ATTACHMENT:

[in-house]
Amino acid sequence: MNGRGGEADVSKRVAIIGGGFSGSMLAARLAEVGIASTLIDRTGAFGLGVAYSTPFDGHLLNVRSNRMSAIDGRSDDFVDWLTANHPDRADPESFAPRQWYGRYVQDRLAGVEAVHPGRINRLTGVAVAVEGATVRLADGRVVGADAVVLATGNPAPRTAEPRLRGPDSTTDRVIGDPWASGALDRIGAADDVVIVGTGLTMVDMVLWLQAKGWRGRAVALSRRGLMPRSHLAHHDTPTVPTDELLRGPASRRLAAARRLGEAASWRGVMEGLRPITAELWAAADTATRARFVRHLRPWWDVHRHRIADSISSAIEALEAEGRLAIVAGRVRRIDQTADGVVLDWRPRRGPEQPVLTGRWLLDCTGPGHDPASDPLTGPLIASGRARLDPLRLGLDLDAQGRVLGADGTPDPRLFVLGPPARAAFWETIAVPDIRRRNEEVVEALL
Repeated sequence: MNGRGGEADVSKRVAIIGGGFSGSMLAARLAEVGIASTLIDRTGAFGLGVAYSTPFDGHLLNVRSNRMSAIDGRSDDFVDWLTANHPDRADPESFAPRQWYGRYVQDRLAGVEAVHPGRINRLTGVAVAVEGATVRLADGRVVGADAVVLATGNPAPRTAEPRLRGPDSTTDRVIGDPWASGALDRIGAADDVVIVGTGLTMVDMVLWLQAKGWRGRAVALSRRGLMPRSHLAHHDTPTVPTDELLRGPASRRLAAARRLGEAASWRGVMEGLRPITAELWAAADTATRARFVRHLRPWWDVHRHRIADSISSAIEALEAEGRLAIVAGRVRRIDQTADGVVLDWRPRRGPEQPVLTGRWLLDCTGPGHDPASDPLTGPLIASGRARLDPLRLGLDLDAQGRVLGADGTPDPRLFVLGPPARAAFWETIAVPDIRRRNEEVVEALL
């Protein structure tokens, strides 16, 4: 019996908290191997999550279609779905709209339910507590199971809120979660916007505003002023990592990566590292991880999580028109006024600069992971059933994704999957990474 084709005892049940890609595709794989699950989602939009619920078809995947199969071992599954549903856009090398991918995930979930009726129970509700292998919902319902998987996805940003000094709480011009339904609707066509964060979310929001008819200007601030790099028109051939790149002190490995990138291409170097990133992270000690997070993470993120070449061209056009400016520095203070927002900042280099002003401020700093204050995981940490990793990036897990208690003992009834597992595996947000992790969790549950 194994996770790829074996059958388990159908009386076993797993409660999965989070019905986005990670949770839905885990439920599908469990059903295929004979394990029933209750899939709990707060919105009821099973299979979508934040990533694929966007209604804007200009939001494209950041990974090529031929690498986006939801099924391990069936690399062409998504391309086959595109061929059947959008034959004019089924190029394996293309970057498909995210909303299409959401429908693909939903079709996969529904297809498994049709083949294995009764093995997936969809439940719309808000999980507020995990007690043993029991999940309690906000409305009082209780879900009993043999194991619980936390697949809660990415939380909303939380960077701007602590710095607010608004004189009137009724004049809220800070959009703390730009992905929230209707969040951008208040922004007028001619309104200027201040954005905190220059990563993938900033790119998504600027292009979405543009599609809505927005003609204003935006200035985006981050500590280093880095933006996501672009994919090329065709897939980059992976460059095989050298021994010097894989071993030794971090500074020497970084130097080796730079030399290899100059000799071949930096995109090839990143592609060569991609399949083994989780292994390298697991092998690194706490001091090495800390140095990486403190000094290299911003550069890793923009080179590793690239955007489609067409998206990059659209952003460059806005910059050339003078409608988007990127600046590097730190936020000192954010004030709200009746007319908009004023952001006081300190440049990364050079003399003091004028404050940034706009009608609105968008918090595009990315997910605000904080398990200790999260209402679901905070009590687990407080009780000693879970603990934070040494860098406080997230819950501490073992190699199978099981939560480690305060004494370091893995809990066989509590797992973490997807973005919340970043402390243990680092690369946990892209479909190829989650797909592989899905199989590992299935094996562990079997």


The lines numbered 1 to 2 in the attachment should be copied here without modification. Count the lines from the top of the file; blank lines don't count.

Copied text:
[in-house]
Amino acid sequence: MNGRGGEADVSKRVAIIGGGFSGSMLAARLAEVGIASTLIDRTGAFGLGVAYSTPFDGHLLNVRSNRMSAIDGRSDDFVDWLTANHPDRADPESFAPRQWYGRYVQDRLAGVEAVHPGRINRLTGVAVAVEGATVRLADGRVVGADAVVLATGNPAPRTAEPRLRGPDSTTDRVIGDPWASGALDRIGAADDVVIVGTGLTMVDMVLWLQAKGWRGRAVALSRRGLMPRSHLAHHDTPTVPTDELLRGPASRRLAAARRLGEAASWRGVMEGLRPITAELWAAADTATRARFVRHLRPWWDVHRHRIADSISSAIEALEAEGRLAIVAGRVRRIDQTADGVVLDWRPRRGPEQPVLTGRWLLDCTGPGHDPASDPLTGPLIASGRARLDPLRLGLDLDAQGRVLGADGTPDPRLFVLGPPARAAFWETIAVPDIRRRNEEVVEALL